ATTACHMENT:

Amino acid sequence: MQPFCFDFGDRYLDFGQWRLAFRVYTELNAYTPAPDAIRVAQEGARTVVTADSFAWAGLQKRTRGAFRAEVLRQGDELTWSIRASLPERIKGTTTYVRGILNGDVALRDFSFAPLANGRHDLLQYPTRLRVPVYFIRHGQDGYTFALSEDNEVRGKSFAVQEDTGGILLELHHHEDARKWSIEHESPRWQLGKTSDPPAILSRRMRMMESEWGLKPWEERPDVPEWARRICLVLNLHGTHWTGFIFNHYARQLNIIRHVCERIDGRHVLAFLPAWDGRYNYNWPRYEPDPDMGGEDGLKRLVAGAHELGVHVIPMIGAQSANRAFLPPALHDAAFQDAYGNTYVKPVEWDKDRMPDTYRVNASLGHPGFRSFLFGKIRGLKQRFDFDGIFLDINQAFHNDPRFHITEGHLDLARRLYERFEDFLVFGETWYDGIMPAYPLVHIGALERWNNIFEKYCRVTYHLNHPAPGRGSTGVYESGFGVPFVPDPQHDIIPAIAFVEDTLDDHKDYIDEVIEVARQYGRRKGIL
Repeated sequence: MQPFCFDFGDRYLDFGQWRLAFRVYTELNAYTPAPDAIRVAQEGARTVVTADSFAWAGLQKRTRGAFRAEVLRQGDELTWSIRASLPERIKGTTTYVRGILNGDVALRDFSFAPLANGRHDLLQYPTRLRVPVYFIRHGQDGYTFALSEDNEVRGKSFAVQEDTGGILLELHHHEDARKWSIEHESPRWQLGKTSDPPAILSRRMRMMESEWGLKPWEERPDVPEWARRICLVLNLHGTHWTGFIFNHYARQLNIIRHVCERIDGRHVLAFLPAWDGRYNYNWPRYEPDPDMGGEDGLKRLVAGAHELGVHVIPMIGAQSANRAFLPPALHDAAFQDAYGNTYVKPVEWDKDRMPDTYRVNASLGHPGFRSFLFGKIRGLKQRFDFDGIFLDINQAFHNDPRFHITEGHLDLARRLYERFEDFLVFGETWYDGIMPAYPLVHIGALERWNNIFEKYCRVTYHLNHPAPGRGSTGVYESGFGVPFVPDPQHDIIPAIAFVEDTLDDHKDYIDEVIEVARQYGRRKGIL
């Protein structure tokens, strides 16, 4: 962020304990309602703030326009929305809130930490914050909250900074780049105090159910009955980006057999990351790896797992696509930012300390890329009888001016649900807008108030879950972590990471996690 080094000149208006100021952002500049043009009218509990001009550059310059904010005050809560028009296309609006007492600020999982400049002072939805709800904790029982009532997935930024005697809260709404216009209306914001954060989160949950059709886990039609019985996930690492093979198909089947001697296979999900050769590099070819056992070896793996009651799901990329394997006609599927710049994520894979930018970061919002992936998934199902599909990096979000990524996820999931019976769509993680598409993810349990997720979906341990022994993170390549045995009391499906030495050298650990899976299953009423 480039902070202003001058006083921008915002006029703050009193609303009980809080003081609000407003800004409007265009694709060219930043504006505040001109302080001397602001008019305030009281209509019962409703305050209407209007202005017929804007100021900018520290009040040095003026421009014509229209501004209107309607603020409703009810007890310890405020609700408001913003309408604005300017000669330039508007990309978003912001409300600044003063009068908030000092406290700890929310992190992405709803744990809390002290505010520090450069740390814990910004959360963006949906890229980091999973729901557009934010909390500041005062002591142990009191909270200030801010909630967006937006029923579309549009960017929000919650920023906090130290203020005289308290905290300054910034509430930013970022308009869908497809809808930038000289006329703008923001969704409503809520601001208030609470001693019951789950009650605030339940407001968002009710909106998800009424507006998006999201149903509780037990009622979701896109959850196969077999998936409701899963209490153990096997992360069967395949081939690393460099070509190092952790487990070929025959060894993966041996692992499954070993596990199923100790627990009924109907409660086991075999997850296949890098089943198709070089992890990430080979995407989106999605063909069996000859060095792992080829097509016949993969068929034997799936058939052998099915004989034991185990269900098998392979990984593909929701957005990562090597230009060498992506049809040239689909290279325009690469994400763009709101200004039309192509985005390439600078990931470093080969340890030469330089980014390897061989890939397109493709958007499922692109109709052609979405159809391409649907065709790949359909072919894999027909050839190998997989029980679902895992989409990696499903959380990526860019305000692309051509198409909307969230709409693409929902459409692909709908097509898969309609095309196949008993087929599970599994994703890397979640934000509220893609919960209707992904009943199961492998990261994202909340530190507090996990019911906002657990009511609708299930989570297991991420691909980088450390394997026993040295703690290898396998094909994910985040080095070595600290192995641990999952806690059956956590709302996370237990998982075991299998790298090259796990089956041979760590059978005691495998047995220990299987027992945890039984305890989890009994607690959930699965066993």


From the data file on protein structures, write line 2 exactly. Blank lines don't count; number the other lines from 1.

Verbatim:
Repeated sequence: MQPFCFDFGDRYLDFGQWRLAFRVYTELNAYTPAPDAIRVAQEGARTVVTADSFAWAGLQKRTRGAFRAEVLRQGDELTWSIRASLPERIKGTTTYVRGILNGDVALRDFSFAPLANGRHDLLQYPTRLRVPVYFIRHGQDGYTFALSEDNEVRGKSFAVQEDTGGILLELHHHEDARKWSIEHESPRWQLGKTSDPPAILSRRMRMMESEWGLKPWEERPDVPEWARRICLVLNLHGTHWTGFIFNHYARQLNIIRHVCERIDGRHVLAFLPAWDGRYNYNWPRYEPDPDMGGEDGLKRLVAGAHELGVHVIPMIGAQSANRAFLPPALHDAAFQDAYGNTYVKPVEWDKDRMPDTYRVNASLGHPGFRSFLFGKIRGLKQRFDFDGIFLDINQAFHNDPRFHITEGHLDLARRLYERFEDFLVFGETWYDGIMPAYPLVHIGALERWNNIFEKYCRVTYHLNHPAPGRGSTGVYESGFGVPFVPDPQHDIIPAIAFVEDTLDDHKDYIDEVIEVARQYGRRKGIL